In cases such as these, in theory it could be possible to sue the school. However, education law solicitors will usually advise that this should be a last resort due to the fact that cases like these can become complex and stressful for both parents and children. You would be required to prove that the school failed to meet its duty of following an anti-bullying policy, not just that your child was bullied. It is worth discussing the situation with a specialist lawyer to ascertain the best way forward.
How can a solicitor help to stop my child from being bullied?
If you do feel that you are in a position to prove the school’s negligence and you wish to take action against it or the Local Authority, a solicitor will be able to advise you as to whether it will be a beneficial exercise for you. The solicitor will focus on achieving the outcome that they consider to be in the best long term interests of your family, and will take an approach that is as straightforward as possible so as to reach a conclusion swiftly.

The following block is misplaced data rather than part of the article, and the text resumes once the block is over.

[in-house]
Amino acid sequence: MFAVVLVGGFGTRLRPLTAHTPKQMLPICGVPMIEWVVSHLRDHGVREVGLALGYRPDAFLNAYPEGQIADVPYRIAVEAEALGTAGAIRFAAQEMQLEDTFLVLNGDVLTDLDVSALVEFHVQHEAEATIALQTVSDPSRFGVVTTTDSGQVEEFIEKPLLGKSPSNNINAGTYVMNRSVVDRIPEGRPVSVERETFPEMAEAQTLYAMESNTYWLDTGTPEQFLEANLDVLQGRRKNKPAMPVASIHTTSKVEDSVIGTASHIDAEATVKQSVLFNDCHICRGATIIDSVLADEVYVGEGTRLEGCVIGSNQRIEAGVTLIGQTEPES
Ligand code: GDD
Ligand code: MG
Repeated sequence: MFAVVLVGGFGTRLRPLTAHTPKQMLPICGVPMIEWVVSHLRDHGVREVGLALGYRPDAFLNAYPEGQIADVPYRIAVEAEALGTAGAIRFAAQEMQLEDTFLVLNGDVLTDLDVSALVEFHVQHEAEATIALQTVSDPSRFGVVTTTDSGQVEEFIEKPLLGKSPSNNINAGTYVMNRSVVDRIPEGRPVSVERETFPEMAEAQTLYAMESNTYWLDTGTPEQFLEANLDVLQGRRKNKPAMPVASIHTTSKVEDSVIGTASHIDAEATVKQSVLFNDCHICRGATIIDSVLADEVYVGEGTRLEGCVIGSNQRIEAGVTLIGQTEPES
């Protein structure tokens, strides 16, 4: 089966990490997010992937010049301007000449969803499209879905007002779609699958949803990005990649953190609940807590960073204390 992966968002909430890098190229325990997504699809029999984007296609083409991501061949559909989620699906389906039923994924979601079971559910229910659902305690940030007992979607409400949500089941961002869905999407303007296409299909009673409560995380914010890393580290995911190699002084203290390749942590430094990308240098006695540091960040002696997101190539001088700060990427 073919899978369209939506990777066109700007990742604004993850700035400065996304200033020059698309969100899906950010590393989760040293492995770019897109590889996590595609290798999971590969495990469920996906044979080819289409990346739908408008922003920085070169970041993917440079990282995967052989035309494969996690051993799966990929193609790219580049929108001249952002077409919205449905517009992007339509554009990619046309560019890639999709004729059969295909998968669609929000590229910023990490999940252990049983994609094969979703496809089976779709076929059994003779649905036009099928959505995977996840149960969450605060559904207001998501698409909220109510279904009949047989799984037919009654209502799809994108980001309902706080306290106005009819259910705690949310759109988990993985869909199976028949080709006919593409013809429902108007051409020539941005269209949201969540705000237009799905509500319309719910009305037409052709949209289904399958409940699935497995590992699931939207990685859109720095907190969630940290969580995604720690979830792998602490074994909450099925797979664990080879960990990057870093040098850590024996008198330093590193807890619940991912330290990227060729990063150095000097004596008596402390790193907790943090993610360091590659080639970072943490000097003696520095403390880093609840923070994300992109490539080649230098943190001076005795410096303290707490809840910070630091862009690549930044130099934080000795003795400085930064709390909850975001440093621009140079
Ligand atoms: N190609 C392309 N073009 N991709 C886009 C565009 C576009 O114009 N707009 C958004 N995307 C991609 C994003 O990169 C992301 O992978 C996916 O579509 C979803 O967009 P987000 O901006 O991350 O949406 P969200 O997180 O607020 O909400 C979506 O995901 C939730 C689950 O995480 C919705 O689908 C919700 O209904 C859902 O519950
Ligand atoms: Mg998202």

At HCB Solicitors we have been advising parents on bullying at school issues for several years and have become renowned nationwide for our expertise and ability to achieve the right results for families that are facing its potentially detrimental effects. You can speak to our sympathetic specialists in complete confidence, so why not give us a call today to discuss how we might be able to alleviate your concerns?
Where can I get support if my child is being bullied?
The following support groups and charities may be able to assist if your child is facing bullying at school:
The Anti-Bullying Alliance